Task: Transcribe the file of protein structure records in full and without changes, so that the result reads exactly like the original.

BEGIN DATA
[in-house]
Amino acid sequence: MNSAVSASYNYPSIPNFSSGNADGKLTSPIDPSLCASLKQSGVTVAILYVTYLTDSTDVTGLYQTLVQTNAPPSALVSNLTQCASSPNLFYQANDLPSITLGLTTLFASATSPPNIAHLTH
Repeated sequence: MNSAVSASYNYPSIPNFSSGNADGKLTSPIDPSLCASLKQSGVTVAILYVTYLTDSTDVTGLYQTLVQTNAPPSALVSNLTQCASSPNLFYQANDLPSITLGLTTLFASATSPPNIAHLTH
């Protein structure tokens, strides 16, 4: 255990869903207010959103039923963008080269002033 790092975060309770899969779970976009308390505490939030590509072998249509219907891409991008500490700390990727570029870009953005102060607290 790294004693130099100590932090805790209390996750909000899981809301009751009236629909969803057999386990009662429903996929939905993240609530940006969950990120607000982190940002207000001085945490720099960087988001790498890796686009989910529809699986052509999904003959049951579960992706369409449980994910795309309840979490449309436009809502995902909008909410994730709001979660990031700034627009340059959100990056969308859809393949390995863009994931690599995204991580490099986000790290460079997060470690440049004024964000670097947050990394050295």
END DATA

[in-house]
Amino acid sequence: MNSAVSASYNYPSIPNFSSGNADGKLTSPIDPSLCASLKQSGVTVAILYVTYLTDSTDVTGLYQTLVQTNAPPSALVSNLTQCASSPNLFYQANDLPSITLGLTTLFASATSPPNIAHLTH
Repeated sequence: MNSAVSASYNYPSIPNFSSGNADGKLTSPIDPSLCASLKQSGVTVAILYVTYLTDSTDVTGLYQTLVQTNAPPSALVSNLTQCASSPNLFYQANDLPSITLGLTTLFASATSPPNIAHLTH
């Protein structure tokens, strides 16, 4: 255990869903207010959103039923963008080269002033 790092975060309770899969779970976009308390505490939030590509072998249509219907891409991008500490700390990727570029870009953005102060607290 790294004693130099100590932090805790209390996750909000899981809301009751009236629909969803057999386990009662429903996929939905993240609530940006969950990120607000982190940002207000001085945490720099960087988001790498890796686009989910529809699986052509999904003959049951579960992706369409449980994910795309309840979490449309436009809502995902909008909410994730709001979660990031700034627009340059959100990056969308859809393949390995863009994931690599995204991580490099986000790290460079997060470690440049004024964000670097947050990394050295």